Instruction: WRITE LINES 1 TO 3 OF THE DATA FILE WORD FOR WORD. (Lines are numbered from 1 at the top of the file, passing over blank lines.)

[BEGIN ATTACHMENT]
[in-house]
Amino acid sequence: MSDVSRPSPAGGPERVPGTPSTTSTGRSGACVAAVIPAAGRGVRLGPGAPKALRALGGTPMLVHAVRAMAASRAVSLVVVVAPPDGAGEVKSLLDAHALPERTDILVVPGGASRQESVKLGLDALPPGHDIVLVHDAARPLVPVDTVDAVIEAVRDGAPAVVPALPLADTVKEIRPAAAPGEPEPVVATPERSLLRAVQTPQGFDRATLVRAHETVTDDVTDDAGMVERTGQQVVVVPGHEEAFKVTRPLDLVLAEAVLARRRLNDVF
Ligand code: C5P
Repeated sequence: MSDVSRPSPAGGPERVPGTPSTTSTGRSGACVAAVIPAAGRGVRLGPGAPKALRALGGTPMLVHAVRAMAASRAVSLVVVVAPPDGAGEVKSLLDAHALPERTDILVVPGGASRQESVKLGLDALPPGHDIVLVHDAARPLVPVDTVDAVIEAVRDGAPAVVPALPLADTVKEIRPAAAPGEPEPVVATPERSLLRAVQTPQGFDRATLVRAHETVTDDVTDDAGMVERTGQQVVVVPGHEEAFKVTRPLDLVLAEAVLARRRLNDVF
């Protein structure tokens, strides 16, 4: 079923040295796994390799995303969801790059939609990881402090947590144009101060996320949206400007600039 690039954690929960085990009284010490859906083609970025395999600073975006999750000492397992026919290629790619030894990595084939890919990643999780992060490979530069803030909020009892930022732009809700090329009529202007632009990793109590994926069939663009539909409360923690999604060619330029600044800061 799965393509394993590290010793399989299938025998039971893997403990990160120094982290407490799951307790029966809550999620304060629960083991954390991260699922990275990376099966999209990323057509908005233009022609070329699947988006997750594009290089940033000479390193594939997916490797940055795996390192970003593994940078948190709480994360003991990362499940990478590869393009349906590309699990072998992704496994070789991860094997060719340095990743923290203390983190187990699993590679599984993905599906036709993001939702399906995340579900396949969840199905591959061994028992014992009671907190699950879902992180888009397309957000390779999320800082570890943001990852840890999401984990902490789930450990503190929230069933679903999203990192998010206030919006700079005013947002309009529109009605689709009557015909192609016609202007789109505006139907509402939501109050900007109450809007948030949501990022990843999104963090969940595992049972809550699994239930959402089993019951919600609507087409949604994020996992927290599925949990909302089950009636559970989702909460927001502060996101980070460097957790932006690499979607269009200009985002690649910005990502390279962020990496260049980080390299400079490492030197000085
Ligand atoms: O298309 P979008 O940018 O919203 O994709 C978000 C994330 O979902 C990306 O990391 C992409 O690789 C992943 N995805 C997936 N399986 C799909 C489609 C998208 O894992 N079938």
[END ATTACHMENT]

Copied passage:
[in-house]
Amino acid sequence: MSDVSRPSPAGGPERVPGTPSTTSTGRSGACVAAVIPAAGRGVRLGPGAPKALRALGGTPMLVHAVRAMAASRAVSLVVVVAPPDGAGEVKSLLDAHALPERTDILVVPGGASRQESVKLGLDALPPGHDIVLVHDAARPLVPVDTVDAVIEAVRDGAPAVVPALPLADTVKEIRPAAAPGEPEPVVATPERSLLRAVQTPQGFDRATLVRAHETVTDDVTDDAGMVERTGQQVVVVPGHEEAFKVTRPLDLVLAEAVLARRRLNDVF
Ligand code: C5P